Fall hazards can be found on every construction site. From building structures to construction areas, a job site is full of fall hazards. But, you don’t need to be on a construction site to experience a fall. With unprotected edges and higher elevations, homes and other inconspicuous areas can also present many fall hazards. As one of the leaders in safety, Little Giant Ladder Systems is committed to ladder safety. Let’s discuss how to navigate fall hazards and properly operate a ladder system.
What’s considered a fall hazard?
Identifying common fall hazards is the first step in preventing a fall from occurring. A fall hazard is anything in the area that could cause an unintended loss of balance or bodily support and result in a fall. All fall hazards are foreseeable. You can identify them, eliminate them or control them before they result in injuries or death. These hazards include:
- Ladders that aren’t secured properly when they extend three feet above the landing
- Electrical outlets or power lines too close to the working area
- Overhead hangings such as trees, chandeliers, etc.
- Uneven surfaces that could cause imbalance
- Ladders without the proper safety nets, guardrails, etc.
- Proper protection to roof openings and floor exposures
- Areas with falling objects
How can I avoid a fall hazard on my ladder?
Properly anticipating fall hazards should be the priority for safely using a ladder system. It’s important to take all safety measures ahead of time as to put in the proper fall protection. If fall hazards exist, here are some safety options:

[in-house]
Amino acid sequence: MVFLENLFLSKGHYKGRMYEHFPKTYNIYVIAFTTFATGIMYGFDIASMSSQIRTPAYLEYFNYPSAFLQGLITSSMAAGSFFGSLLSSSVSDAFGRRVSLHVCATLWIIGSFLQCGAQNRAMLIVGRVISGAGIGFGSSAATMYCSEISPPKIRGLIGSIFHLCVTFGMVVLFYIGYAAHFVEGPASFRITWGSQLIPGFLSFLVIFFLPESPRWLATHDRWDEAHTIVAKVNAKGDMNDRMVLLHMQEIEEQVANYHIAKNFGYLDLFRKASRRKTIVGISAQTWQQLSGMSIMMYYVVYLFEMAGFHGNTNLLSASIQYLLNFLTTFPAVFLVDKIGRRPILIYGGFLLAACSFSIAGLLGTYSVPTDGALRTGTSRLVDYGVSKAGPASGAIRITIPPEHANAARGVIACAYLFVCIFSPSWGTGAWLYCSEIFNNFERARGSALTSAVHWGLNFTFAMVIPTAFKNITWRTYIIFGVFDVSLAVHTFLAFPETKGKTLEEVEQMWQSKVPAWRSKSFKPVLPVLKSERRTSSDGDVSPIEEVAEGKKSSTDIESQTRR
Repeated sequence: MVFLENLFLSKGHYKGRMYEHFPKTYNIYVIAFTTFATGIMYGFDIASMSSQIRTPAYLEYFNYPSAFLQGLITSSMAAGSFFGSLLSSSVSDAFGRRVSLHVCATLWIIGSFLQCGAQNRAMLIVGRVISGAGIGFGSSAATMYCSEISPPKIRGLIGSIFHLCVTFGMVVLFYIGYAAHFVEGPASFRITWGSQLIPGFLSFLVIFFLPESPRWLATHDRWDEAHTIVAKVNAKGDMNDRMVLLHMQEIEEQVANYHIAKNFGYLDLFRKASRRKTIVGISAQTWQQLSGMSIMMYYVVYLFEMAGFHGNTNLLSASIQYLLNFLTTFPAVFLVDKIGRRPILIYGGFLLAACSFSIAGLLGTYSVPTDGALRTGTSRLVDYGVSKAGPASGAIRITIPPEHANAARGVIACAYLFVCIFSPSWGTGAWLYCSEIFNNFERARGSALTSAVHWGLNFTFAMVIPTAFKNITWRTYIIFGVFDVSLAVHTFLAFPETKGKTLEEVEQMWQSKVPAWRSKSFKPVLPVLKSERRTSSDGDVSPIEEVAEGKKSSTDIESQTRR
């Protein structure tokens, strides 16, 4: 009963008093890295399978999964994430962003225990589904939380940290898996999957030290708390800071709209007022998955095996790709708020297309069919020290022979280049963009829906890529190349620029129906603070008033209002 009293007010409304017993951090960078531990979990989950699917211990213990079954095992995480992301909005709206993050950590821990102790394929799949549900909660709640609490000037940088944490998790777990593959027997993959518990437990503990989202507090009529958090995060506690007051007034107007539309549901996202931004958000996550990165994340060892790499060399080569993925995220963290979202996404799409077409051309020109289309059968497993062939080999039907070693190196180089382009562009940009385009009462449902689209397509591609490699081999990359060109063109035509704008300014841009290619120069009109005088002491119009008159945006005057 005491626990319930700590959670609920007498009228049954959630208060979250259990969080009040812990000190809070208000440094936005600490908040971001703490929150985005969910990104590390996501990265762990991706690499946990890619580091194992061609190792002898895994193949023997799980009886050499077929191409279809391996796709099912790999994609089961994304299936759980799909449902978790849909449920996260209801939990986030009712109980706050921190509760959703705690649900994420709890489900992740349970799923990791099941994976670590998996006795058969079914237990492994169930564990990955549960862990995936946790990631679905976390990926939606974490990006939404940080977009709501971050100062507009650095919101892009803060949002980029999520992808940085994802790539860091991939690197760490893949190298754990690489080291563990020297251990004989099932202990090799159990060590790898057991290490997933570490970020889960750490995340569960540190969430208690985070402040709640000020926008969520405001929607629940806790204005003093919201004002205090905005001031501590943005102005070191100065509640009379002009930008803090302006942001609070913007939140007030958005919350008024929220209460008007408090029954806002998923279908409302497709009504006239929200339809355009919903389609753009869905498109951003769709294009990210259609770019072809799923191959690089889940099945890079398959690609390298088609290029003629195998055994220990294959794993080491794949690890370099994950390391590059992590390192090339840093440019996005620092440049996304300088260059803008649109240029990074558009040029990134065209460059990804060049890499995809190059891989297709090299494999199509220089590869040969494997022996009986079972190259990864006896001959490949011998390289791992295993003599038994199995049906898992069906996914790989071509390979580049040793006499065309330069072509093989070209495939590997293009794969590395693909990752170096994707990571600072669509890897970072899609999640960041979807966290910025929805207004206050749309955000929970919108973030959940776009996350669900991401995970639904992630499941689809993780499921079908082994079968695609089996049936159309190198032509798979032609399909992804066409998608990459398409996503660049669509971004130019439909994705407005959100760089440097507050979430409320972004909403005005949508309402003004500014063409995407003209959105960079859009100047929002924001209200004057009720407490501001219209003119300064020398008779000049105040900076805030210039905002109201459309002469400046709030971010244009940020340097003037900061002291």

- Change set up to remove any hazards
- Restrict any unnecessary workers from entering the area
- Use safety nets/ guardrails when needed
- Set up extra security on the ladder system such as tying off
How can I stabilize my ladder?
When working on an uneven surface, it’s important to properly stabilize your ladder to avoid a fall. When you’re setting up the ladder it should be on a firm, level surface, but that can sometimes be impossible. From mud puddles to slippery surfaces, there are a few tips to stabilize your ladder on less-than-firm surfaces.
First, set the ladder up at the proper 4:1 ratio. Next, look around the base of the ladder. Check for any materials that could pose a tripping hazard. From debris to cords and more, free the area of any potential hazards. After that, you must secure the top of the ladder. Securing the top of the ladder you must tie it to something sturdy using rope or wire, using attached hooks, or some other means. If the ladder is still insecure, you can utilize the help of a ladder stabilize. These devices attach to the top of the ladder making the area where the ladder contacts the structure wider and more stable.
For more information about ladder safety, check out our in-depth safety page.